In Maori, Rakiura means “Land of Glowing Skies.” Brilliant sunrises and sunsets demarcate the tranquil days on Rakiura – also known as Stewart – Island, while its location at 47˚ south latitude favorably positions it for viewing the Aurora Australis, the Southern Lights.
The third largest island in New Zealand, Stewart/Rakiura Island lies 19 miles off the southern tip of the South Island. While not nearly as renowned as the country’s fjords and mountain ranges, the Automobile Association (AA) of New Zealand includes this remote island among the top 20 destinations of its original 101 Must-Do list. Natural Habitat Adventures has not overlooked its charms either, programming two days of our New Zealand Nature Explorer trip on Stewart Island.
Maori inhabited the island as early as the 13th century, with the 1770 arrival of Captain Cook marking the first known visit by Europeans. William Stewart, for whom the island is named, was first officer on a sealing boat from Australia and the first to begin charting the island’s coastline in 1809. The influx of Europeans brought in miners, missionaries, adventurers, whalers and sealers, as well as an unhealthy contingent of exotic (to New Zealand) animal species.
Today, much of the exploitive activity has ceased and the some 400 residents of Stewart Island make their living from crayfish and cod fishing, and tourism. Over 85% of the island was set aside as Rakiura National Park in 2002, the 14th in New Zealand’s national park system. On an island that is approximately 47 miles long by 28 miles wide there is a wealth of ecosystems: rainforest, dunes, wetlands, grasslands, sandy beaches, and granite mountains rising as high as 3,200’.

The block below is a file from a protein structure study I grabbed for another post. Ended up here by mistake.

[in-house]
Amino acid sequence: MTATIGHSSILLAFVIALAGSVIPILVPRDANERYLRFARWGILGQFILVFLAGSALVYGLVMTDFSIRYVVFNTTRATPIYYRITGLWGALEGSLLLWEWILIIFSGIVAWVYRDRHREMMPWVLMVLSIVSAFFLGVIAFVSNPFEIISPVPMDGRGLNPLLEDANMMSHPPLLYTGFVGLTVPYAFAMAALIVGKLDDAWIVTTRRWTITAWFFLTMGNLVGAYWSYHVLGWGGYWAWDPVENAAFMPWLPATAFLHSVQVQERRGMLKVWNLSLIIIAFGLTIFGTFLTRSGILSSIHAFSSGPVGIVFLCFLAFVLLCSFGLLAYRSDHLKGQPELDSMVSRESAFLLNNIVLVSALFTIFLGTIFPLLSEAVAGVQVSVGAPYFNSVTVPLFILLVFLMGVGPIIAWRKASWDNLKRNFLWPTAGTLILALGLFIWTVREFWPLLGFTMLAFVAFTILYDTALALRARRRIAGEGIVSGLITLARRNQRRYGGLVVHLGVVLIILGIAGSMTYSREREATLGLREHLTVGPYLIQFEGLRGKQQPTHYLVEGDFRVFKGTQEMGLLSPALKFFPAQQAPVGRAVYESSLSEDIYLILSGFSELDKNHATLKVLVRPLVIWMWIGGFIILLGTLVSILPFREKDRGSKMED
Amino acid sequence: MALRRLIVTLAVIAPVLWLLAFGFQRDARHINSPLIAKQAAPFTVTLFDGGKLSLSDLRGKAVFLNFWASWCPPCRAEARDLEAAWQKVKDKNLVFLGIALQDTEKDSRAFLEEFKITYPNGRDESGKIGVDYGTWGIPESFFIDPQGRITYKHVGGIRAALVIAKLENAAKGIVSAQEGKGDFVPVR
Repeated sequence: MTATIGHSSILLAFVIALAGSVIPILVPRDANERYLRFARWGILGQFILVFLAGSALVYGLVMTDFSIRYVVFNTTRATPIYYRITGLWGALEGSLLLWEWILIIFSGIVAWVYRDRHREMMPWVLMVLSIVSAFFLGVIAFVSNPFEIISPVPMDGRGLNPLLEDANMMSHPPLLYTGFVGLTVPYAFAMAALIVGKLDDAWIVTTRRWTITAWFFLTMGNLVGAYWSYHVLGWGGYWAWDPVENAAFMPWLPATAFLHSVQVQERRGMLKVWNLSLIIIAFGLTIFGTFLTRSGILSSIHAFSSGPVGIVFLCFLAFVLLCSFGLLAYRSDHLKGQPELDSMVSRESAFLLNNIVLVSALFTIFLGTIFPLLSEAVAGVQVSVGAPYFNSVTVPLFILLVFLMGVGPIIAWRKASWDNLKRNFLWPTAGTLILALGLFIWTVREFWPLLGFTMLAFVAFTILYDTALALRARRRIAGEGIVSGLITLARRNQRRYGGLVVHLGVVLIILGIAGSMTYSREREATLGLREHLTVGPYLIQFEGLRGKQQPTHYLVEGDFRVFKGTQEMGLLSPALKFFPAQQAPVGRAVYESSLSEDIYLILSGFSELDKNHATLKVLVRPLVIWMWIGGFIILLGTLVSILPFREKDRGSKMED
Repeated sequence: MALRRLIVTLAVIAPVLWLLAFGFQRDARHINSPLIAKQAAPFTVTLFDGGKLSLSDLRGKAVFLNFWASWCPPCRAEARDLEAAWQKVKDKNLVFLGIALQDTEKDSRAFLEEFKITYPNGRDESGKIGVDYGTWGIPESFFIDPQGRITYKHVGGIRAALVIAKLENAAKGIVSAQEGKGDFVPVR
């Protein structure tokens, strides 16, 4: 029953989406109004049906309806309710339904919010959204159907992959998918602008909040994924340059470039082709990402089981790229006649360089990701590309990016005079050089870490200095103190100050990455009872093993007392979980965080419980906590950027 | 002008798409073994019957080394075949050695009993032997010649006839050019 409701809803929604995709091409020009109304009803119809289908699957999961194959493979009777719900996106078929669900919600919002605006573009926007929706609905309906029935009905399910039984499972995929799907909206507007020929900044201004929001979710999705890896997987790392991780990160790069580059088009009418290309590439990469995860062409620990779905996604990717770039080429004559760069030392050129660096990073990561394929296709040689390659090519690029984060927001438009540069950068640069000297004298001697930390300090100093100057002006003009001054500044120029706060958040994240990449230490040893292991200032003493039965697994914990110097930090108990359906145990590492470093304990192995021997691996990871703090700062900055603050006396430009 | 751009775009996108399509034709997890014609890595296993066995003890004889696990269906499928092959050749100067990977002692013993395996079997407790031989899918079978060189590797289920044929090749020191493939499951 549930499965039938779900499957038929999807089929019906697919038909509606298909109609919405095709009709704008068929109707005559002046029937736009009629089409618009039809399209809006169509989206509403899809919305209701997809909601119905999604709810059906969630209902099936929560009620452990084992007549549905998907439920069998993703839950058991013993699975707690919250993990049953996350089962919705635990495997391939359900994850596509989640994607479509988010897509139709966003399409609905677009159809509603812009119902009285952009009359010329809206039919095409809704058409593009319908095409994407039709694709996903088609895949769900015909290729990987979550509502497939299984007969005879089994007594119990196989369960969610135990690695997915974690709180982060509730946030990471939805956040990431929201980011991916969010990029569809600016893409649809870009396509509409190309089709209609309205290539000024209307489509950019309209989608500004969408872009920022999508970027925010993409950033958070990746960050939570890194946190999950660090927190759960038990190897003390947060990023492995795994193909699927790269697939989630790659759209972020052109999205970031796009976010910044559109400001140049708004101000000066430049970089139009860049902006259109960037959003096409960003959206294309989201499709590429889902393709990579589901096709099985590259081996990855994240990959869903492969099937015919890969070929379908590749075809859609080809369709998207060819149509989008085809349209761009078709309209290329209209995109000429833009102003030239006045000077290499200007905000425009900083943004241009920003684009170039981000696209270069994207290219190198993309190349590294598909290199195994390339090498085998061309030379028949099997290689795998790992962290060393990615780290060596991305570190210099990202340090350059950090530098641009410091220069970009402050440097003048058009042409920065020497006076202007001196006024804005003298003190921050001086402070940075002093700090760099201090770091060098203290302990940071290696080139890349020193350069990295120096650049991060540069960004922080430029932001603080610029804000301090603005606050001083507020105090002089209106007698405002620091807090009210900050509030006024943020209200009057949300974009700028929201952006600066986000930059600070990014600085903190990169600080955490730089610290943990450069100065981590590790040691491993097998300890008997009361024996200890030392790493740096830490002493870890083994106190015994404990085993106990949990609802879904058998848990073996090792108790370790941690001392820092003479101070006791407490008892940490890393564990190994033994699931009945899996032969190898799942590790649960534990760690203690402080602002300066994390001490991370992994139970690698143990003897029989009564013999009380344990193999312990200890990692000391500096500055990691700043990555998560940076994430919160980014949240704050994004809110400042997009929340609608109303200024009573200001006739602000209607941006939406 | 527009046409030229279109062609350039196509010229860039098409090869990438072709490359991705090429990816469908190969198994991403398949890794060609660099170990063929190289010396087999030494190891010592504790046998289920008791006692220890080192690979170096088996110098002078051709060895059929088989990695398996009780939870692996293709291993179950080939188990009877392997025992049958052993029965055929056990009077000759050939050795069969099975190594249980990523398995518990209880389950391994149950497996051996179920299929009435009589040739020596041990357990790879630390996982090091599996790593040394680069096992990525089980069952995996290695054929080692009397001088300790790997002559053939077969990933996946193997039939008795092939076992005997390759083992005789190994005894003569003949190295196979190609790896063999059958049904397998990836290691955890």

Rakiura is a birders’ paradise, with notable species including the ruru (native owl), weka, tui, bellbirds, red-crowned parakeet, three species of penguin, and of course, the kiwi. Steward Island hosts the strongest population of kiwi in New Zealand, estimated at approximately 20,000. The smallest member of the ratite bird group, which also includes emu, rhea and ostrich, the kiwi sports whiskers and shaggy plumage, and digs burrows. Since it is flightless, it is particularly vulnerable to non-native, introduced animals such as possums, rats, dogs and cats. The relative strength of its presence on Stewart Island reflects the smaller number of predators in this outlying location.
An even more pristine bird sanctuary is found on Ulva Island, located at the mouth of Stewart Island’s Paterson Inlet. Accessible via a short water taxi ride, Ulva Island is a predator-free zone managed by the New Zealand Department of Conservation and the Ulva Island Charitable Trust. A network of traps assures that rats, which are thought to stow away and even occasionally swim over from the main island, do not establish a breeding population. Our itinerary also includes a visit to Ulva, and the glimpse into undisturbed native New Zealand habitat this refuge provides.